Many people have written about love. So it is easy to fall into the temptation trap of cliches.
Whether consciously or not, cliches about love are something we’re accustomed to.
The familiar tune of buzzwords like: ‘roses are red, to the moon and back, head over heels in love, love is blind...’ could be the first thing that comes to your mind when you think of love.
Since these images and metaphors are so overused, it is best to take a different approach when writing your love poem.
Not to say you cannot use those concepts or words in your poem. You can always refresh the existing conventions:
The blanket of rose petals that cover you at night… the clicking of the heels send my head spinning… I love the infinite galaxies within you…
Sometimes, even cliches can inspire.
Another easy way to avoid cliches when you write a love poem is to seek out unorthodox imagery.
When you look at love through an unexpected lens, it gives your piece of writing a sense of exclusivity.
The love poem becomes something that can be uniquely shared between you and your loved one.
One way you can start to create unconventional representations of love in your poem is to play word association.
If you are a visual person, a metaphor map can help you. A metaphor map is just like a mind map to which you add your associated words.
Imagine you have the sentence: “Without you my world is empty”. But you want to replace the word ‘empty’ with better imagery.
You can end up with something like:
“Without you, my world a bare desert,
A lifeless hollow it becomes…”
The kind of words you associate together also adds a personal element. Because the words you choose highlight the inner workings of your heart and mind.
As a result, making the poem a truly heartfelt product, unique to you.
A love poem gains power when it has direction.
Knowing who you are writing about, not only, gives your poem structure but also makes it easier for you to write.
When you start to think of a specific person, naturally, feelings, memories, and thoughts will start to come up. And this can give you a lot of ideas for your love poem.
Writing a love poem doesn’t have to be reserved only for your romantic partner. In fact, the love in friendships and family bonds is often understated.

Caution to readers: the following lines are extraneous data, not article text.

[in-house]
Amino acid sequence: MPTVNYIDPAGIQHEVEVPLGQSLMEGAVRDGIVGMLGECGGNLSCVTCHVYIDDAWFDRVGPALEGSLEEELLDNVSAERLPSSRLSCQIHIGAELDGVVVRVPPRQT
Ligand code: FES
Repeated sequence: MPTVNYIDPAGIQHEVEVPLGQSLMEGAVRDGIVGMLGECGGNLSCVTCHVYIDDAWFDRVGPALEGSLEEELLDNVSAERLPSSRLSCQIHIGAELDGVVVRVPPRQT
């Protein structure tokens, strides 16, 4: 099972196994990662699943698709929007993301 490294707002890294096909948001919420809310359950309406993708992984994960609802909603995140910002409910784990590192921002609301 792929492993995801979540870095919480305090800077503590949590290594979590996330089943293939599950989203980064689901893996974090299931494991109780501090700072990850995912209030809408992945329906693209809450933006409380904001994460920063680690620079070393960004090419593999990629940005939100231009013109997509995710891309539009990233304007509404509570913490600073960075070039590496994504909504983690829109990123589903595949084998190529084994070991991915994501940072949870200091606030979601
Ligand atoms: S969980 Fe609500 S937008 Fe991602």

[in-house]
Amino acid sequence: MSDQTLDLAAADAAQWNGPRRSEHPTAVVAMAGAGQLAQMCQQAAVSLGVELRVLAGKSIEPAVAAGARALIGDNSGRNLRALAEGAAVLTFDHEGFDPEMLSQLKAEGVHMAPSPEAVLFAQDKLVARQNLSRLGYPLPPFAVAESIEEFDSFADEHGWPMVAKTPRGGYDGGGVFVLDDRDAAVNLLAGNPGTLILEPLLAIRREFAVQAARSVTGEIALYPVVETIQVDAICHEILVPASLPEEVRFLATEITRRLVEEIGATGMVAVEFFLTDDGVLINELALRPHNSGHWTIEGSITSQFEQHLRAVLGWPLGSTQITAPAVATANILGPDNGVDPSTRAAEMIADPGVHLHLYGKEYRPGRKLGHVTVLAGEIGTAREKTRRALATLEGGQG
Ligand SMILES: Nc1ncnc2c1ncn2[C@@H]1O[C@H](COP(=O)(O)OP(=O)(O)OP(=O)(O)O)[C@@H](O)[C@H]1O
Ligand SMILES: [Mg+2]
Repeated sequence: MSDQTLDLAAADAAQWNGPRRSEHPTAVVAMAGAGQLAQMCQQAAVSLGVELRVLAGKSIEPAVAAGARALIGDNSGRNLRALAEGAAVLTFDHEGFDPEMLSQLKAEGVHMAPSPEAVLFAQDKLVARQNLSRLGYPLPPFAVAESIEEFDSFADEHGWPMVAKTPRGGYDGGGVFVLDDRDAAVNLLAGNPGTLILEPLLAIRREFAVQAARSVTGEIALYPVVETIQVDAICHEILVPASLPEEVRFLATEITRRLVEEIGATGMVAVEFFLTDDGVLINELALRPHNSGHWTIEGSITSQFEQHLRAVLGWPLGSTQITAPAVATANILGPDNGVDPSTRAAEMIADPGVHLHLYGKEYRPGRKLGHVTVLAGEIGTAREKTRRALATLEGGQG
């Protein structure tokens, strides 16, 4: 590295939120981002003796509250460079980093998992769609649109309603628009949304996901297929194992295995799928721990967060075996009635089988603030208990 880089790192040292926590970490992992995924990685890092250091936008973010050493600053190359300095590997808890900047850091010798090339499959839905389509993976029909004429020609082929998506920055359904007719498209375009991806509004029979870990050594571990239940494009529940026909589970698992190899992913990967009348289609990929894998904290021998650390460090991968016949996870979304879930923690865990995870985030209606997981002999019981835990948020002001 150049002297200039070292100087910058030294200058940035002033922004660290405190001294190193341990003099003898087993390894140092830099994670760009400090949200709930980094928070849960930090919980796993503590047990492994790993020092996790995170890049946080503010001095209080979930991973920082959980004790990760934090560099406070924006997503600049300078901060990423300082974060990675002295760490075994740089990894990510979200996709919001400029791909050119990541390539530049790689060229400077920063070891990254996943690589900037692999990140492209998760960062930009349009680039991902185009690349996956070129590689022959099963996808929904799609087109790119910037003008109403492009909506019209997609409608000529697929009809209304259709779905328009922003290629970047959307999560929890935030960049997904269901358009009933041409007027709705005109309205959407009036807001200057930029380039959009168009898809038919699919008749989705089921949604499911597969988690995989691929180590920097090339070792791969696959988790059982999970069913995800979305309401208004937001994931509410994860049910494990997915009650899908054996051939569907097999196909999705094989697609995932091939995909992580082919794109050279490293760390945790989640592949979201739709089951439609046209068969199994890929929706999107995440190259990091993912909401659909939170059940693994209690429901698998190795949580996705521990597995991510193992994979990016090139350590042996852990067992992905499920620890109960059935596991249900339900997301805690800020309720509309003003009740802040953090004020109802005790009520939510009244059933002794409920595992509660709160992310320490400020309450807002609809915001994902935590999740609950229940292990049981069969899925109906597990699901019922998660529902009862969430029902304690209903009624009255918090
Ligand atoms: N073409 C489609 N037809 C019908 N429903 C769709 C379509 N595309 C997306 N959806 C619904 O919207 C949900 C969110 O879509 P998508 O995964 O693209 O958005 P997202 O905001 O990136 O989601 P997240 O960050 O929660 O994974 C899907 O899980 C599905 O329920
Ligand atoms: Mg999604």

So, when it comes to choosing your muse, your inspiration for your love poem, expand your choices.
You can address your poem to a romantic partner, to a friend/s, or to a family member.
You can even write a love poem to yourself, as a form of self-love. Or you can write to love itself.
“When love leaves
Ask her to leave the door open behind her [...]
Whisper: “thank you
- for stopping by”
- By Sarah Kay + Phil Kaye “When Love Arrives”
This poem personifies the abstract concept of love without necessarily addressing it to a particular individual. It brings the focus to the poets’ understanding and experiences of love instead.
You are not limited in structure when it comes to writing a romantic poem.
You can choose a 14-line poem known as a sonnet, where you write three quatrains and a couplet. Sonnets were favored by poets like Shakespeare and Neruda.
Or compline a poem just using quatrains, like William Butler Yeats in “When you are old”.
There are also 39-line sestinas, which use more complex six-line stanzas and start each new stanza with the last word from the previous line. See Elizabeth Bishop's "A Miracle for Breakfast".
Or lean into open form poetry (translation: free verse), like Maya Angelou, Rupi Kaur, or Margaret Atwood.
To keep it short and sweet you may want to choose a haiku or a simple quatrain.
Whatever structure you choose, remember, a true love poem should take on the shape of your heart.
ABOUT THE AUTHOR
Adventurous by nature, Valery has been a world wanderer for many years.
Her journey started in Russia, transitioned to the UK, and now she discovers a sense of home in nations all around the world.
She moves beyond borders - learning, participating, finding inspiration and familiarity in diverse cultures she’s had the joy of living in.
When not chasing adventures and out-of-the-comfort zone experiences, she explores the wonders of language and its impact on the self, the world, and interpersonal communication.
She never ceases to seek opportunities for self-development and to contribute to a brighter future for the world around her.
You can discover some of her experiences on https://medium.com/@valeryvoyager